Not Rotary club!

It’s a cliche we’ve all read dozens of times, and maybe uttered with indignation — “The church is not a Rotary club!” True enough. Rotary is a humanitarian and social organization and the church is the Body of Christ, our Lord’s physical presence in the world through which God works to build the Kingdom of God. But I’ve been a member of three different Rotary clubs during the last 15 years and I wish the church were MORE like Rotary.

Universality — Rotary clubs operate in more than 100 countries around the world, transcending national, ethnic and religious boundaries. I can visit a Rotary club in Russia, Saudi Arabia, Venezuela or China and be warmly welcomed and shown fellowship. In the U.S., many Rotary clubs are far more diverse than the churches in the same communities.

Hospitality — Rotary makes a serious effort to welcome and honor guests. Each club maintains a hospitality table to receive guests. Guests are recognized and applauded, and if from a foreign country, given a small banner to take back to their home club. By contrast, I have visited a number of churches small enough for visitors to be recognized, but where no one greeted or said a word to me. And how many churches have an organized ministry of hospitality to greet guests? Given the biblical imperative of hospitality, especially the example of Jesus, the church should be the world leader in extending welcome to guests. But in my experience, Rotary does it better.

Mission — Rotary supports a wide variety of worthy charities, but in the last decade has focused on the big, hairy, audacious goal of eradicating polio. Rotary is working in partnership with the Bill & Melinda Gates Foundation and has had great success: Today, polio remains a health threat in only four countries, and its eradication is in sight. I find this vision of a polio-free world compelling, and it draws me in. When asked, “What good do you do?” Rotarians can answer, “We’re wiping out polio.” By contrast, how many members of our churches can articulate the mission of the church? And if instead of being known for fighting over sexuality, what if the PC(USA) were widely known for a big, hairy, audacious mission that really changes the world?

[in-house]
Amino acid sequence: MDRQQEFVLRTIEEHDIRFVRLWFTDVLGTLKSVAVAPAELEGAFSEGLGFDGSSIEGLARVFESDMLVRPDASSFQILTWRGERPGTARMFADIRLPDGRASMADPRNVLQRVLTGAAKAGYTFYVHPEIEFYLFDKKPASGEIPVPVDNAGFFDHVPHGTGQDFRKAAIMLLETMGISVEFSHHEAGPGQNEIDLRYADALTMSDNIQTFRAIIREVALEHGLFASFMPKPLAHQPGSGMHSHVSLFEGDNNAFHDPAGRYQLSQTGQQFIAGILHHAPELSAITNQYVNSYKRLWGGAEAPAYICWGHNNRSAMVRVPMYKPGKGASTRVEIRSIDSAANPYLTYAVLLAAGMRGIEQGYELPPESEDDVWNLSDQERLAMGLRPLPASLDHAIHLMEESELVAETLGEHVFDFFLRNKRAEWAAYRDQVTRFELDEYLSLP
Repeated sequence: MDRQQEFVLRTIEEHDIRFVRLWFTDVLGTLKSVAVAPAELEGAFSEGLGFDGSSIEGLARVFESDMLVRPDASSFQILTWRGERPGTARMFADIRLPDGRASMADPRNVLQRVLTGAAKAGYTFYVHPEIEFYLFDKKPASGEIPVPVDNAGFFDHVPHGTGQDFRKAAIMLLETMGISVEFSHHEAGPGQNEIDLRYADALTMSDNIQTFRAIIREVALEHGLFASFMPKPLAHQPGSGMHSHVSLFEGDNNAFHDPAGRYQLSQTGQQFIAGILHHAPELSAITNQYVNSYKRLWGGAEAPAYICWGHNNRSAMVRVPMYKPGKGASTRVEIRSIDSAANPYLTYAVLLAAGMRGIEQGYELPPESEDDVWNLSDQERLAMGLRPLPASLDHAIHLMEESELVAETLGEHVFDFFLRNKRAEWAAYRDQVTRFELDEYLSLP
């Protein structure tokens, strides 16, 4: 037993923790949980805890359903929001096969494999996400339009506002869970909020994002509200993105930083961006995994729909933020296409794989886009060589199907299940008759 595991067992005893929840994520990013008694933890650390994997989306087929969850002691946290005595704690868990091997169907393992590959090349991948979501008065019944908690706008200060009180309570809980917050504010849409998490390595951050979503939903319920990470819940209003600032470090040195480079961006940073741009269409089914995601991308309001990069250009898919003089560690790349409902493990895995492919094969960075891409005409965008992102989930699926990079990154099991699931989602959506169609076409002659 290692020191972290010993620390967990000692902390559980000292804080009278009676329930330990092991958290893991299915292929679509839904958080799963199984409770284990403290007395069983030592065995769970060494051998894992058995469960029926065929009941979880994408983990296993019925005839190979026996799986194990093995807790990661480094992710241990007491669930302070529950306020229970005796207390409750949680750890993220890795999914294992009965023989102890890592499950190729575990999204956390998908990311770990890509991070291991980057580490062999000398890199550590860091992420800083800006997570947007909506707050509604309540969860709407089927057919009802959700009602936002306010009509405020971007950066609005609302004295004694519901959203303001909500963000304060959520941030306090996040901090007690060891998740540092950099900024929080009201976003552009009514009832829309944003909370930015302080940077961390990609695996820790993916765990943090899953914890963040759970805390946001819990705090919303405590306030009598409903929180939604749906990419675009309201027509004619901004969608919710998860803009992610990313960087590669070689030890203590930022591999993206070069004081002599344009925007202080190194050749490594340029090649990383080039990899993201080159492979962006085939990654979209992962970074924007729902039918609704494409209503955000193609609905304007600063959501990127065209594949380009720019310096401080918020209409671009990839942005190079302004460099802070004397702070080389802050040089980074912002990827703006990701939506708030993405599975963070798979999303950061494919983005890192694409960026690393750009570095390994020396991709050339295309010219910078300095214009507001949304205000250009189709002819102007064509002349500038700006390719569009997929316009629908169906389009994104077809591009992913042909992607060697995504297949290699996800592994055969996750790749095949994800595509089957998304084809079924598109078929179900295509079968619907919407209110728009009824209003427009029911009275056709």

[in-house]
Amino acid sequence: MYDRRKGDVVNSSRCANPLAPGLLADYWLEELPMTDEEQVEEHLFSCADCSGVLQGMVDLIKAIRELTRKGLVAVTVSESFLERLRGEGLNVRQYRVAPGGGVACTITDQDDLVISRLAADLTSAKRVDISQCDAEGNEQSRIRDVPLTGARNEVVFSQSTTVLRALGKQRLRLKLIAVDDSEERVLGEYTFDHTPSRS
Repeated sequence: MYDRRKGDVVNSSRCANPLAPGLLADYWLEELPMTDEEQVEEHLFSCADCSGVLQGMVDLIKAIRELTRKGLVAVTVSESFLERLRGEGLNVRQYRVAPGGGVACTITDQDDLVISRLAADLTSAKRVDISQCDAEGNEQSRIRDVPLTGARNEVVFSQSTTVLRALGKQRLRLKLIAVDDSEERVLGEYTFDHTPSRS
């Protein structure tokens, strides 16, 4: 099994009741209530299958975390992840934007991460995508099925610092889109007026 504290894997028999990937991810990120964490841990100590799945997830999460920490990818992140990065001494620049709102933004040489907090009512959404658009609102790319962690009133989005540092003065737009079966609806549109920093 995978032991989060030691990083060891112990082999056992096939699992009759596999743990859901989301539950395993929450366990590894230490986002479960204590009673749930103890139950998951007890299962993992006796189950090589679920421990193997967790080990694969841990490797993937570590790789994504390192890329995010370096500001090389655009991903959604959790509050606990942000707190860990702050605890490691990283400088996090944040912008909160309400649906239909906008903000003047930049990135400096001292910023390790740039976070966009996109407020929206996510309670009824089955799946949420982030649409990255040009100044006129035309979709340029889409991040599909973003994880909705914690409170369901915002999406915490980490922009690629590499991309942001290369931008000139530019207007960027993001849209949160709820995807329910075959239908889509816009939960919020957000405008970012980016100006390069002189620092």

Values — at the end of every meeting, a Rotary club will recite The Four-Way Test that “guides everything we say and do” — 1) Is it the truth? 2) Is it fair to all concerned? 3) Will it build goodwill and better friendships? 4) Will it be beneficial to all concerned? Though I’ve amused myself imagining situations where one part of the test conflicts with another, it actually works pretty well. For instance, some years ago a club member gave an invocation that was highly politically partisan. A club member asked the leadership if that prayer passed the Four-Way Test. Even if one conceded that the prayer was the truth, it failed the rest of the Test and the membership was asked to keep politics out of prayers. There are many admonitions in the New Testament for the church to live by — “Let no unwholesome words come out of your mouth … .” “Let all that you do be done in love … .” It might do a church good to choose a few and find a way to learn and live by them.

Commitment — Rotary requires weekly attendance. If a member misses a meeting, she is required to make it up at another club. In addition, each member is assessed dues that pay club expenses and support charitable work, and is also expected to participate in club activities to raise money for charities and directly participate in some of them, like Meals on Wheels. All members of Rotary are by definition active members who attend, contribute and serve. How do your church’s expectations of membership compare?

The church is not Rotary. But we could surely learn from it.

 

SCOTT BOWERMAN is pastor of New Kirk Presbyterian Church in Blythewood, S.C.

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